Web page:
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Internet Gurus Search Page

Updated September 13, 2011.

You can use all of your favorite Web search pages from this page! Each box performs a search of the World Wide Web using a search page. Type something in the box and press Enter to perform a search. Or click the name of the Web search page (for example, "Google") to go to the main page for that site.

The results of each search are opened in a new browser window. If you want to start over with another search, switch back to this window and start again!

Our favorites

When we're looking for something on the net, these three sites usually find it for us.


Google uses a proprietary technique to rank pages by relevance, so the first pages you find are usually the ones that bear most directly on the topic you were searching for. Also has indexes of images, usenet discussions, and current news stories from online sources around the world.
Try the built in forward and reverse phone book (enter a name and two-letter state abbreviation or a phone number), and maps (enter an address, city, state.)

Microsoft Bing

Bing is Microsoft's Google Killer. It's nowhere near as comprehensive as Google, but Microsoft is working really hard on it so it's worth a try.


This quirky search engine promises not to collect or share personal information. Rather than trying to build a search from scratch, it uses (with permission) a wide range of information sources, from Bing to the Muppet Wiki.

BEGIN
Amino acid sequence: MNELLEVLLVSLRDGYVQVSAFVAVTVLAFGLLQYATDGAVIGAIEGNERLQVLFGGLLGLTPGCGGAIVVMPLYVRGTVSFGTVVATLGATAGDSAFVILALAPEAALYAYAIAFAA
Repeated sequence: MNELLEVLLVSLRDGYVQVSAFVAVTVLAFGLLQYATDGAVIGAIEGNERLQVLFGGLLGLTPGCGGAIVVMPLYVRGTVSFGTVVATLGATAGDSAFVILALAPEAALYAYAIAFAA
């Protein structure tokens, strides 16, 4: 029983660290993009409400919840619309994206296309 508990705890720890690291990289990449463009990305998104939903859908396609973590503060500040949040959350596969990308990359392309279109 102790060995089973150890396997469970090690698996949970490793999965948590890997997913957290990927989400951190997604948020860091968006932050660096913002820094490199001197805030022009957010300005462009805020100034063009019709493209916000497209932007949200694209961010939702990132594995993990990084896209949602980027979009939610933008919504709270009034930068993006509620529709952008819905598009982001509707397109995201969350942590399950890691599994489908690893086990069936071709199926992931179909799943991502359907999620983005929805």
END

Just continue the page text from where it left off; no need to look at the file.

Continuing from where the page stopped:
DuckDuckGo is a labor of love, mostly written by one guy in Pennsylvania.

Also worth searching

The web has hundreds of search engines. Here are some more we've used.

Ask Jeeves
Ask Jeeves is partly a web index and partly a manually maintained directory of questions and answers. If your topic is one they address (and they address a heck of a lot of them), its information is of extremely high quality.

The search engine part of Ask Jeeves, relevance rank based on how popular the site was with previous search users. Also returns paid listings. Formerly known as Direct Hit.


Lycos was the first automated web index, now part of Terra Lycos, a web portal controlled by Telefonica, the Spanish phone company. In many ways they've long since been surpassed by Google and Yahoo, although the little thumbnails of the web sites they find are cute. Ranks by how often sites clicked by people making similar searches before, not unlike Teoma.


This quirky offering does social search. You sign up, usually with your Google or Facebook account, ask a question, then it tries to find one of your friends or friends of friends and IM's you the answer.
The results are widely variable depending on who your friends are, but it's kind of fun. It's owned by Google, but for now at least, it's run separately.

What happened to the other search engines you used to list?

The Internet changes every day, and with the implosion, many sites have gone away.
Yahoo! is still around, but their search is really Google.
AllTheWeb was absorbed by Overture Services which was bought by Yahoo, so although it doesn't look like Yahoo, it has the same data as Yahoo.
AltaVista has also been absorbed by Yahoo. The results are from Yahoo, but some people like the presentation better.
Northern Light got rid of their search engine and now just has their "Special Collection" service, mostly of business research.
Magellan merged into Excite.
Excite's parent company went bankrupt and the site was absorbed by InfoSpace (Try clicking on their name and see what they turned into.) They now give preferred placement to sites that pay to be listed, and have an impressive blizzard of pop-up ads.
Hotbot was sold to Lycos and no longer has any distinctive content.
Infoseek merged into Disney's and disappeared into the inferior which shows sites in order of how much they paid to be listed.
Savvy Search disappeared, probably because the students running it lost interest or graduated.

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